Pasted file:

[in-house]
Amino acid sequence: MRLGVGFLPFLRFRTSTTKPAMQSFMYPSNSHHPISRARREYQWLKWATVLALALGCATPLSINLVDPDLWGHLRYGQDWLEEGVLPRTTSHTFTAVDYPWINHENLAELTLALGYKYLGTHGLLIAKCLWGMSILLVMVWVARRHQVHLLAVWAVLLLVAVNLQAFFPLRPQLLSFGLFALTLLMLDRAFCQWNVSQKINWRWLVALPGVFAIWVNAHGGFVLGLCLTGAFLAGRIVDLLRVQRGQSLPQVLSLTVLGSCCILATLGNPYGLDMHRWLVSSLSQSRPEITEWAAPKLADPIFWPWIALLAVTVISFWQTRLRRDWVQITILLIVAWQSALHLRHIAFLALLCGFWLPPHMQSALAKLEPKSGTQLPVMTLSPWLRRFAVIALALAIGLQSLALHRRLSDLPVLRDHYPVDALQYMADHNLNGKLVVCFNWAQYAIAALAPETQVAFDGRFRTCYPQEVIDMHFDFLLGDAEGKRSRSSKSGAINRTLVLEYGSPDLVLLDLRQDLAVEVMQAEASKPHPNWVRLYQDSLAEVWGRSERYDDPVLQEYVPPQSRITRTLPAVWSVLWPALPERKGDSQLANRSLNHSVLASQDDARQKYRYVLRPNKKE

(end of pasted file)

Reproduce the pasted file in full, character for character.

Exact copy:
[in-house]
Amino acid sequence: MRLGVGFLPFLRFRTSTTKPAMQSFMYPSNSHHPISRARREYQWLKWATVLALALGCATPLSINLVDPDLWGHLRYGQDWLEEGVLPRTTSHTFTAVDYPWINHENLAELTLALGYKYLGTHGLLIAKCLWGMSILLVMVWVARRHQVHLLAVWAVLLLVAVNLQAFFPLRPQLLSFGLFALTLLMLDRAFCQWNVSQKINWRWLVALPGVFAIWVNAHGGFVLGLCLTGAFLAGRIVDLLRVQRGQSLPQVLSLTVLGSCCILATLGNPYGLDMHRWLVSSLSQSRPEITEWAAPKLADPIFWPWIALLAVTVISFWQTRLRRDWVQITILLIVAWQSALHLRHIAFLALLCGFWLPPHMQSALAKLEPKSGTQLPVMTLSPWLRRFAVIALALAIGLQSLALHRRLSDLPVLRDHYPVDALQYMADHNLNGKLVVCFNWAQYAIAALAPETQVAFDGRFRTCYPQEVIDMHFDFLLGDAEGKRSRSSKSGAINRTLVLEYGSPDLVLLDLRQDLAVEVMQAEASKPHPNWVRLYQDSLAEVWGRSERYDDPVLQEYVPPQSRITRTLPAVWSVLWPALPERKGDSQLANRSLNHSVLASQDDARQKYRYVLRPNKKE